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I'm not entirely sure if this a SO or SF question, but I'll give it a go here.

We're offering DMGs for download and a MD5 checksum to go with each. The question is how to instruct users of how to actually checksum and compare with the given checksum. Users aren't going to be all that tech savvy.

One idea was to produce a copy-paste bash command (a string built with the current checksum) which when executed says "yes" or "no". But that involves the user pulling up the Terminal, which isn't very friendly and means that most users don't know what they're doing. 'Black magic' isn't good for security.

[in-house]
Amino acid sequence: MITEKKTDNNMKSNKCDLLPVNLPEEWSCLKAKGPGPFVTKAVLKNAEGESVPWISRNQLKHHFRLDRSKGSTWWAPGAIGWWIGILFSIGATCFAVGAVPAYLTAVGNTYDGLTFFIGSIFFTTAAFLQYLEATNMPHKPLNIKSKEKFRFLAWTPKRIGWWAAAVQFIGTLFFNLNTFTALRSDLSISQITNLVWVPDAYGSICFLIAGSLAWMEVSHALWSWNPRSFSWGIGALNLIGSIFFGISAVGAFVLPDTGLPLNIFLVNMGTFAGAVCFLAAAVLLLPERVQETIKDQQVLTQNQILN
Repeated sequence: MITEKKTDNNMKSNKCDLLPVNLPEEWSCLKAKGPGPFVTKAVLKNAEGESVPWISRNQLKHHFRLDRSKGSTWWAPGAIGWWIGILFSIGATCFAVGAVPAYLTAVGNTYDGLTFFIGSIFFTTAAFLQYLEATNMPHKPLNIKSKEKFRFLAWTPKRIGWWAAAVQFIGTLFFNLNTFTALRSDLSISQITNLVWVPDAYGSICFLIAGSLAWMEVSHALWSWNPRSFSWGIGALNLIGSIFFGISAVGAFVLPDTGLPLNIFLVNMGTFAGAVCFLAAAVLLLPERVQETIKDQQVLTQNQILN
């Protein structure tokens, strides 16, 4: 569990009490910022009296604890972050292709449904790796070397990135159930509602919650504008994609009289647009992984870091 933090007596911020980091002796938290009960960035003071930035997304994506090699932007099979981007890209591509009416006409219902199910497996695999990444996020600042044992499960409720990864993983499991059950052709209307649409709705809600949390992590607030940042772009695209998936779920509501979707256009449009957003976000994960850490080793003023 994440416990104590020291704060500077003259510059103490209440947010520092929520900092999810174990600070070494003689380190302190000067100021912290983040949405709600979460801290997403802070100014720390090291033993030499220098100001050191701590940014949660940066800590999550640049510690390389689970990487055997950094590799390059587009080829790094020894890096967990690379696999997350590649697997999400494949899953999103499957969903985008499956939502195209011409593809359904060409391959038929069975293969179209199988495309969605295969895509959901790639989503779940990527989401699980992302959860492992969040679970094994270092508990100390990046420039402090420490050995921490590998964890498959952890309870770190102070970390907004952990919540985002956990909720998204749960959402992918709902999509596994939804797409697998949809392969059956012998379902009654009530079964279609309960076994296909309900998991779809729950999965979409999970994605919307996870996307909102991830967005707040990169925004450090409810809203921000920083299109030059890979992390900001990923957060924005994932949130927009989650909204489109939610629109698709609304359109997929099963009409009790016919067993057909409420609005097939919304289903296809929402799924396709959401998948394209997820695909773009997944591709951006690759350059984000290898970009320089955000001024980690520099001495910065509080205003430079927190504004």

Another idea would be to provide a GUI app to do the verification, but that would require initial trust, which breaks the point of offering a checksum.

So how do you boot-strap this kind of thing?

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Does a damaged .dmg even mount? If it doesn't mount, the user know there's an issue with the file (a broken MD5 won't tell him more than a .dmg that refuses to mount). –  SyntaxT3rr0r Jan 29 '10 at 17:17
    
Who says it's to check it's not damaged? Actually, we're trying to verify the authenticity of the DMG as a matter of security. –  Joe Jan 29 '10 at 17:48

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